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Coming off a second place finish at the 2001 NCAA Championship and losing only one starter off of a squad which won a school-record nine tournaments, the 2001-02 Duke women's golf team had its sights set on the ultimate goal: a second national championship.

Before the season began, the Blue Devils were hit with adversity as the reigning NCAA Individual Champion, Candy Hannemann, was injured during the U.S. Amateur in August.

The injury forced Hannemann to have surgery on her ankle in September, which sidelined the senior for the entire fall season.  Duke was not short on talent as the Blue Devils returned two-time All-ACC selection Kristina Engstrom, 1999 ACC Individual Champion and All-America Maria Garcia-Estrada, All-America Virada Nirapathpongporn and All-ACC selection Leigh Anne Hardin.

Along with the returners, Duke welcomed four-time Swiss Juniors and Ladies National Champion, Niloufar Aazam-Zanganeh.

The fall season was up and down without the Blue Devils' leadership from Hannemann. Duke finished tied for 11th in The Preview to open the fall campaign and then turned in first, third and fifth place finishes to round out the fall.  Engstrom was the only individual medalist of the fall with a three-day, career-best total of 219 at the Franklin Street Trust/Tar Heel Invitational.

As a team during the fall, Duke shot below 300 in only four of the 11 rounds and fell back in the national rankings.

All during this time, Hannemann was rehabbing her ankle and was getting ready to take the spring by storm.  The first spring tournament came on Feb. 25-26 at the Arizona Invitational and Hannemann was in the lineup.

The tournament began with Duke posting rounds of 296 and 293 on the first day to lead the competition.  The Blue Devils came out on fire on the second day to fire a 287 and took home the title by seven strokes.

Hannemann's debut was a little shaky on day one, but the Rio de Janeiro, Brazil, native was back to her normal self on the second day leading Duke with a 69.  Four Blue Devils shot 74 or better and the team score of 876 was 18 shots better than Duke's best finish in the fall.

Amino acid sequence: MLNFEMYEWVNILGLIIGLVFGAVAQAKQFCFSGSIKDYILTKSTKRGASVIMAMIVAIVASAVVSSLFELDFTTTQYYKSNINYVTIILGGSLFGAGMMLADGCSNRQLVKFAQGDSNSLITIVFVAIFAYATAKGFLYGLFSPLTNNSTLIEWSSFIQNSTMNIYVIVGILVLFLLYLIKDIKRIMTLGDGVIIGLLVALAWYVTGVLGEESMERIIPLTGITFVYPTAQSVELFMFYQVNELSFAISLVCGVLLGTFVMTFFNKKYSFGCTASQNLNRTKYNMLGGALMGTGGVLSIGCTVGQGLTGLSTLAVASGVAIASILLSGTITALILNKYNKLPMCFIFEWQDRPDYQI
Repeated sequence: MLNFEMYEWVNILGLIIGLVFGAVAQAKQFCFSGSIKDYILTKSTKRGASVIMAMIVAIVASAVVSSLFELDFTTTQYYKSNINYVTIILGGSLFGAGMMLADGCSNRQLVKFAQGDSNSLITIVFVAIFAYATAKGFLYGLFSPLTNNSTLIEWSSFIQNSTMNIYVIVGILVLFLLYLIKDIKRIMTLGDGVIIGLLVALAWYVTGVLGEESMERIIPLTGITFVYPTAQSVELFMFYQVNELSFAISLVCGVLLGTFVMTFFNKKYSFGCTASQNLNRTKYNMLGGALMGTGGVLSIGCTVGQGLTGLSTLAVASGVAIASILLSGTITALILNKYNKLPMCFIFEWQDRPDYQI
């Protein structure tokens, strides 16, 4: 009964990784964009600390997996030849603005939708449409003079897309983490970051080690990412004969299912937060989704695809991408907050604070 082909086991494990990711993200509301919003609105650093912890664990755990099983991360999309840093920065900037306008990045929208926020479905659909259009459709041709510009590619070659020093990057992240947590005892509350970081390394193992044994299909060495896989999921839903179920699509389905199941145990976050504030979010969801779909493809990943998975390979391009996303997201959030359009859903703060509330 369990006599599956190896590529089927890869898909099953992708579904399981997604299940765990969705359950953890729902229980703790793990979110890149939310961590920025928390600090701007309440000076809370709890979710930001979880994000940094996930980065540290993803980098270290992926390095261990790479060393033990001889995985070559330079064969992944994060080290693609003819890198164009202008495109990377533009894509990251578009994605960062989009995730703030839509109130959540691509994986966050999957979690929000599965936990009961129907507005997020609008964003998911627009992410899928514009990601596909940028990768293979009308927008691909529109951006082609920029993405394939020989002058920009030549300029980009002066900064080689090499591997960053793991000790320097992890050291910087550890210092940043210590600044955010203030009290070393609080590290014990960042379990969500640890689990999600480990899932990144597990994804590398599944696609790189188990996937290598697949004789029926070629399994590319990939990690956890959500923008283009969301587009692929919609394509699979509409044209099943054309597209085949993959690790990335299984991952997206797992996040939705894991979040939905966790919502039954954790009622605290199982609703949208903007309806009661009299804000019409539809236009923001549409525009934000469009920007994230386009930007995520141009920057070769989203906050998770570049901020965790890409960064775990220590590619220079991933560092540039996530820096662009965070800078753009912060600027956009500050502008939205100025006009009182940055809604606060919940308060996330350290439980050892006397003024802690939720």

Finishing first in the spring would become like clockwork for the Blue Devils. Duke notched a 12-stroke victory at the Lady Gamecock Classic and Aazam-Zanganeh notched her first collegiate victory with a three-day total of 215.  The Blue Devils then dominated the Betsy Rawls Longhorn Classic and the Bryan National Collegiate before heading into
the postseason with a four-tournament win streak.

At the ACC Championship, Duke accumulated some incredible numbers, winning by 29 strokes and recording an ACC Championship- record score of 866.  Hannemann became the fourth-consecutive Blue Devil to claim individual medalist honors in the championship, while no other Duke player finished lower than tied for seventh.

Duke continued its dominance at the NCAA East Regional with scores of 291-280-288 to win by 13 strokes.  The 280 in the second round missed a Duke record by one stroke, while Hardin fired rounds of 71-67-72 to win individual medalist honors.

Heading into the NCAA Championship, the Blue Devils were the hottest team in the nation, as confirmed by some of the impressive numbers Duke registered in the previous six tournaments:  won six consecutive tournaments, shot no higher than 298 in the last nine rounds, had four individual medalists and boasted a 74.49 spring stroke average by the golfers traveling to nationals.